Belgian protest goes on despite justice promise
Seeking to calm the anger generated by the handling of the case, Stefaan De Clerck told a parliamentary committee that a second investigating magistrate would be appointed to the probe.
"Everything is being done to pursue the investigation," he said, adding that 350 people are now working full time on the case sifting through 5,000 videos of child pornography for incriminating evidence.
An outcry followed Monday's high court ruling in which the judge Jean- Marc Connerotte was removed from the case, fuelling suspicions of a political and judicial cover-up.
Confidence in the institutions of state has been at best fragile since August when the bodies of four young girls were found buried at houses owned by a convicted rapist, Marc Dutroux.
Accusations of bungling and complicity levelled at the authorities have been led by the families of the victims.
The government is bracing itself for more trouble on Sunday when at least 50,000 people are expected to converge on Brussels in support of Mr Connerotte, who was taken off the case because of alleged bias in attending a function organised by families of the victims.
The same judge was removed from the inquiry into the murder of the former deputy Prime Minister Andre Cools when in 1994 he signalled he was on the brink of a major breakthrough. The Belgian newspaper, La Libre Belgique, suggested yesterday that Mr Connerotte may have tracked down evidence linking senior political figures to the Dutroux affair.
Mr De Clerck denied yesterday that he had brought pressure to bear on the families to drop an appeal against the ruling of the country's highest court to remove Mr Connerotte. The decision to abandon their appeal came after a tense meeting with the minister on Tuesday night.
A second day of spontaneous protests and strikes again underlined the strength of emotion in Belgium following the latest developments.
Bus drivers in Charleroi and Namur voted for a one-day strike while 500 steelworkers at a plant near Charleroi, birthplace of Marc Dutroux, stopped work to march past one of his homes in the village of Marcinelle. Roads near Charleroi airport were blocked off by workers from the Sabca Aeronautics factory.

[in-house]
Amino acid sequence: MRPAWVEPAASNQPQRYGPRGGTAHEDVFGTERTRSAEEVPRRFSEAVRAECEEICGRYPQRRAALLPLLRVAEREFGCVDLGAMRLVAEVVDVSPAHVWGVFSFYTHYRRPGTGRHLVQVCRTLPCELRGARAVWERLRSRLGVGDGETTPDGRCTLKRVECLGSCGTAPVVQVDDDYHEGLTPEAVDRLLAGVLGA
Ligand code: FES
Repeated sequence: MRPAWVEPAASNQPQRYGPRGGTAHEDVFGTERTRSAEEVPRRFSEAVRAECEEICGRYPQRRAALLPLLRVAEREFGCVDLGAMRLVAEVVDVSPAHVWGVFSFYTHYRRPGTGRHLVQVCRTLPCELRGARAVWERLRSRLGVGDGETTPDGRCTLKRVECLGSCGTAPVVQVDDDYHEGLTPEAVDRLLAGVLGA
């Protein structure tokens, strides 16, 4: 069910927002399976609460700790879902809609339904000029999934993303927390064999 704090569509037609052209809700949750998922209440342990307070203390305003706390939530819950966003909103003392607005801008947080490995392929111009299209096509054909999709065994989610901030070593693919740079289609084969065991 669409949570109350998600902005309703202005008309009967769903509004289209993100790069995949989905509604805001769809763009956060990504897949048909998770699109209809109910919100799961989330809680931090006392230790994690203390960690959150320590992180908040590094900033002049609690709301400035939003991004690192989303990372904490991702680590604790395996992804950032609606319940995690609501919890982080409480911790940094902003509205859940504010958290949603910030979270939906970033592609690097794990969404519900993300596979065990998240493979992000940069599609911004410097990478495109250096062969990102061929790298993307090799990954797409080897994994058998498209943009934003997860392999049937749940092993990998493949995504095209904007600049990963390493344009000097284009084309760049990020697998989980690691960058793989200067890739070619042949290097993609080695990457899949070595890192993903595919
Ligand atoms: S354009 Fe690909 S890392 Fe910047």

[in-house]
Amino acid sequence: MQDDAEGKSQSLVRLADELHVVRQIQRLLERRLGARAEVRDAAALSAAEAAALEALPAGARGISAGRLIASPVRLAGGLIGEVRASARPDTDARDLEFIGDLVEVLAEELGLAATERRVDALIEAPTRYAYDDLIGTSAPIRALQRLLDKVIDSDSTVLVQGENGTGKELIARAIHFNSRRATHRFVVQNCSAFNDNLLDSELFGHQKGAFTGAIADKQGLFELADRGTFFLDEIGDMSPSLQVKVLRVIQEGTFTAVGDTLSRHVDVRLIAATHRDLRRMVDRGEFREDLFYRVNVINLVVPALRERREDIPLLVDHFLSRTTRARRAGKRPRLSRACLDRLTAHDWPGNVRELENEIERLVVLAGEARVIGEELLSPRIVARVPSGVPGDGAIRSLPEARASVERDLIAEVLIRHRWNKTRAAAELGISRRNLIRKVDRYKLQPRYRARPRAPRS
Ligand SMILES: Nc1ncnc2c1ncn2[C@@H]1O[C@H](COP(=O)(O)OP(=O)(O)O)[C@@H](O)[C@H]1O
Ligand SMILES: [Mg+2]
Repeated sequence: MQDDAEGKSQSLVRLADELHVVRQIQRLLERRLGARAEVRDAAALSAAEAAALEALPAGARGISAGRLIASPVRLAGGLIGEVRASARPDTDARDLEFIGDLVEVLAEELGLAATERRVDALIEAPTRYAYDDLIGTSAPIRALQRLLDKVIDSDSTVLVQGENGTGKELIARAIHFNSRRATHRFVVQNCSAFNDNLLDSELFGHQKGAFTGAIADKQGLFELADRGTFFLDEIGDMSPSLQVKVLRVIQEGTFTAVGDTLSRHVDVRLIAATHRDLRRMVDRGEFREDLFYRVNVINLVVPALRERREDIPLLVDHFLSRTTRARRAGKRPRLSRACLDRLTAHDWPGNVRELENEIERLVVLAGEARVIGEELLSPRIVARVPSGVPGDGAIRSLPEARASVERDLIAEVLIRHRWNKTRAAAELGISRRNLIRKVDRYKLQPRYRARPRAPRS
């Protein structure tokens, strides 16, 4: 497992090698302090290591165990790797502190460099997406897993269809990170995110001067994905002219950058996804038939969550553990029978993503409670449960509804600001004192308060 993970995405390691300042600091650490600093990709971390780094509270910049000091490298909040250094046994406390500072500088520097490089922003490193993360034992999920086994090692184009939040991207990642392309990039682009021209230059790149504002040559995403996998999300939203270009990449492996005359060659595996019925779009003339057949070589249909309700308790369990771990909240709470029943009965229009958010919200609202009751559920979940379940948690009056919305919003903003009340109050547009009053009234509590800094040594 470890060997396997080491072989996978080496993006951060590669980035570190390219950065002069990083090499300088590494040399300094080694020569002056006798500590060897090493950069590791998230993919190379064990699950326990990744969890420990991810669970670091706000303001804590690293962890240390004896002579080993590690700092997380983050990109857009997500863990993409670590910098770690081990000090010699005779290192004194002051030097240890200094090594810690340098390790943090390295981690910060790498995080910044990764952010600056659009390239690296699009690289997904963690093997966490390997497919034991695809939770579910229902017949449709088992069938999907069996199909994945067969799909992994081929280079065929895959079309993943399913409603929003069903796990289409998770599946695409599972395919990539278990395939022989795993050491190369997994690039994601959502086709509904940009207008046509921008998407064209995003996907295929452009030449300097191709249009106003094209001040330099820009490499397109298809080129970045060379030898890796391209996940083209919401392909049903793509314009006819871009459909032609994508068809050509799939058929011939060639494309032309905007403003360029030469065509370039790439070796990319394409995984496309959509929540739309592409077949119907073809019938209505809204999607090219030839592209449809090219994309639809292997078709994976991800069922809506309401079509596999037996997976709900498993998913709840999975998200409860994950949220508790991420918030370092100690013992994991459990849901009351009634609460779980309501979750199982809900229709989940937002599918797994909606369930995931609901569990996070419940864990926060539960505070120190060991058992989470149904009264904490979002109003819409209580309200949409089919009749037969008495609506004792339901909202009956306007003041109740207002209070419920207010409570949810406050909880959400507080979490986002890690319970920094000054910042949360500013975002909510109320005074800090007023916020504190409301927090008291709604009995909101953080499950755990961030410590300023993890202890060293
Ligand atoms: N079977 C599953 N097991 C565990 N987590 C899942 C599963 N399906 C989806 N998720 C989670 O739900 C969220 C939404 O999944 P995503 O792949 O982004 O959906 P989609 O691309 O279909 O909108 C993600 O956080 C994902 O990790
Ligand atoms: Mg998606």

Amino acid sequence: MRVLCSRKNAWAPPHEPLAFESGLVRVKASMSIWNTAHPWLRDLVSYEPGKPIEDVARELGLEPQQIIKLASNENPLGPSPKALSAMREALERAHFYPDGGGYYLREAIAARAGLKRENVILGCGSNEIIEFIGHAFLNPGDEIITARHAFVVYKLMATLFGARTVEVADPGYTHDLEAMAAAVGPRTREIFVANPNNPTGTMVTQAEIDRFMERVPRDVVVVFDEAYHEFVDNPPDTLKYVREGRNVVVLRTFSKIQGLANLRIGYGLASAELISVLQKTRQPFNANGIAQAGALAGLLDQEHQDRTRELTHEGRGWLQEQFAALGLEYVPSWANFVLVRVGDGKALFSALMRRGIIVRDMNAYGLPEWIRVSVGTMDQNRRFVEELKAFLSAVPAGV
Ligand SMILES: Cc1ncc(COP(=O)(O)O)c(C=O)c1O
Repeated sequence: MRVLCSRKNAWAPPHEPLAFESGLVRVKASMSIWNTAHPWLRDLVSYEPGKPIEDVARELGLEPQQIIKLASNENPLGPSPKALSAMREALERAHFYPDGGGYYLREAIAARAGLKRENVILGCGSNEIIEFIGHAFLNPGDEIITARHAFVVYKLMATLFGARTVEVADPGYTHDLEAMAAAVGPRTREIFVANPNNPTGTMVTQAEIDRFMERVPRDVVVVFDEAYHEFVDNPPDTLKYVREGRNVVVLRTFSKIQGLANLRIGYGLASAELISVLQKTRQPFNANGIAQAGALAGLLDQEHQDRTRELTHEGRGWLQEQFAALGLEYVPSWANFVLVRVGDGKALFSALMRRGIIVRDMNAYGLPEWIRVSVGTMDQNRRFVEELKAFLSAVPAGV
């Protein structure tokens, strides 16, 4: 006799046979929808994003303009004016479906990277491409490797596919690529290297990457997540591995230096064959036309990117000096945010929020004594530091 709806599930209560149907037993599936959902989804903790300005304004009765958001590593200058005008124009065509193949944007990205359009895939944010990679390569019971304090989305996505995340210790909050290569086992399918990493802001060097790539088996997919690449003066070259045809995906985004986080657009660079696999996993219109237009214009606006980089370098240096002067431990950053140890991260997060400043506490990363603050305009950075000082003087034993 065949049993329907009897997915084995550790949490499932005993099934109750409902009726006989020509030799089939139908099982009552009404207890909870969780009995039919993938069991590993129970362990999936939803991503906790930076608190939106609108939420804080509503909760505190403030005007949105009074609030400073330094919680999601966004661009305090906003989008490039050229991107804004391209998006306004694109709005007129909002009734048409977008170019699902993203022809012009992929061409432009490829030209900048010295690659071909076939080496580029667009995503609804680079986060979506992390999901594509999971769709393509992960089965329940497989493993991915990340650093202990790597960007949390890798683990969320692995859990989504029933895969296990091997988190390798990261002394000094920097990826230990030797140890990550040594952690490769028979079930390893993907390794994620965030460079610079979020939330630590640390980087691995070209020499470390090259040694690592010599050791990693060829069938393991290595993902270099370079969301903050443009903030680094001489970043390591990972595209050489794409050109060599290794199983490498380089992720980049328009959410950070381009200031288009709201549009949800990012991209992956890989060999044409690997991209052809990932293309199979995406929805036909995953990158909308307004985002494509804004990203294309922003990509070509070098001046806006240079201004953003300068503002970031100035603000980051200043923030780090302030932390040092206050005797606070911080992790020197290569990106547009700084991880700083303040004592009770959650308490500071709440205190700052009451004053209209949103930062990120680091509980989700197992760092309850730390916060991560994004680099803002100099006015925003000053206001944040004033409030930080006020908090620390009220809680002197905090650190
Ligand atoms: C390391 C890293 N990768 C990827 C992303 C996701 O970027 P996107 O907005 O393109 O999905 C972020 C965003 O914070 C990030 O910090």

The revelations surrounding the Dutroux affair have, it is believed, served to drive a further wedge between Belgium's already divided linguistic communities, with many Flemings seeking to distance themselves from the macabre discoveries around Charleroi in French-speaking Wallonia. But the latest wave of discontent has crossed the linguistic divide. Hundreds of students threw eggs and smashed the windows of the law courts in Antwerp, the Flemish capital, while a few miles away in Mechelen demonstrators blocked several of the city's major roads. In Genk, also in Flanders, Ford workers halted production for a spontaneous protest.
The upheavals caused by the Dutroux affair have attracted intense outside attention, another source of dismay for the Belgians whose profile internationally is that of a placid, conformist and law-abiding people.
Mass protest however is not a newly discovered phenomenon. Modern Belgium was born in 1830 after William of Holland tried to force through unpopular reforms on hostile Belgian subjects.
Simmering discontent throughout the winter of 1829 climaxed the following year when in an apparently spontaneous uprising the people of Brussels took to the streets and stormed government buildings.
That sparked the revolution which led eventually to independence.
Similarly mass rallies in the summer of 1950 and a national strike forced the abdication of King Leopold III because he was perceived to have been complicit in the Nazi occupation of the country.
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